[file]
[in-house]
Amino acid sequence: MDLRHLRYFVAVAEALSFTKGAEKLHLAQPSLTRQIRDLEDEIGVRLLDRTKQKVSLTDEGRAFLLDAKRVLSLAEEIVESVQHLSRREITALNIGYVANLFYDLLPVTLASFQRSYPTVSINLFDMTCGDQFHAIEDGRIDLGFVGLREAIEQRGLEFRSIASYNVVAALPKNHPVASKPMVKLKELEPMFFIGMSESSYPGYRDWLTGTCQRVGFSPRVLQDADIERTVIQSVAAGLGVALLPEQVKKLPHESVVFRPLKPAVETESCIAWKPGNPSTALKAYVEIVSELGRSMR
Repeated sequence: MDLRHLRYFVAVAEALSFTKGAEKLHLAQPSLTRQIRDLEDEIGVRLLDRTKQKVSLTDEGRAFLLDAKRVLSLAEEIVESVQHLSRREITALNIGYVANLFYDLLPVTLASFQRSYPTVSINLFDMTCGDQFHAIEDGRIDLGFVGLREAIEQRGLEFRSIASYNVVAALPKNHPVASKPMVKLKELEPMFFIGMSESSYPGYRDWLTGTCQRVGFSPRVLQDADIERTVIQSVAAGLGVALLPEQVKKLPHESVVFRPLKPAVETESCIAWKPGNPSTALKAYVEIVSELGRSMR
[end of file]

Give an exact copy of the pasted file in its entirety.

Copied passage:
[in-house]
Amino acid sequence: MDLRHLRYFVAVAEALSFTKGAEKLHLAQPSLTRQIRDLEDEIGVRLLDRTKQKVSLTDEGRAFLLDAKRVLSLAEEIVESVQHLSRREITALNIGYVANLFYDLLPVTLASFQRSYPTVSINLFDMTCGDQFHAIEDGRIDLGFVGLREAIEQRGLEFRSIASYNVVAALPKNHPVASKPMVKLKELEPMFFIGMSESSYPGYRDWLTGTCQRVGFSPRVLQDADIERTVIQSVAAGLGVALLPEQVKKLPHESVVFRPLKPAVETESCIAWKPGNPSTALKAYVEIVSELGRSMR
Repeated sequence: MDLRHLRYFVAVAEALSFTKGAEKLHLAQPSLTRQIRDLEDEIGVRLLDRTKQKVSLTDEGRAFLLDAKRVLSLAEEIVESVQHLSRREITALNIGYVANLFYDLLPVTLASFQRSYPTVSINLFDMTCGDQFHAIEDGRIDLGFVGLREAIEQRGLEFRSIASYNVVAALPKNHPVASKPMVKLKELEPMFFIGMSESSYPGYRDWLTGTCQRVGFSPRVLQDADIERTVIQSVAAGLGVALLPEQVKKLPHESVVFRPLKPAVETESCIAWKPGNPSTALKAYVEIVSELGRSMR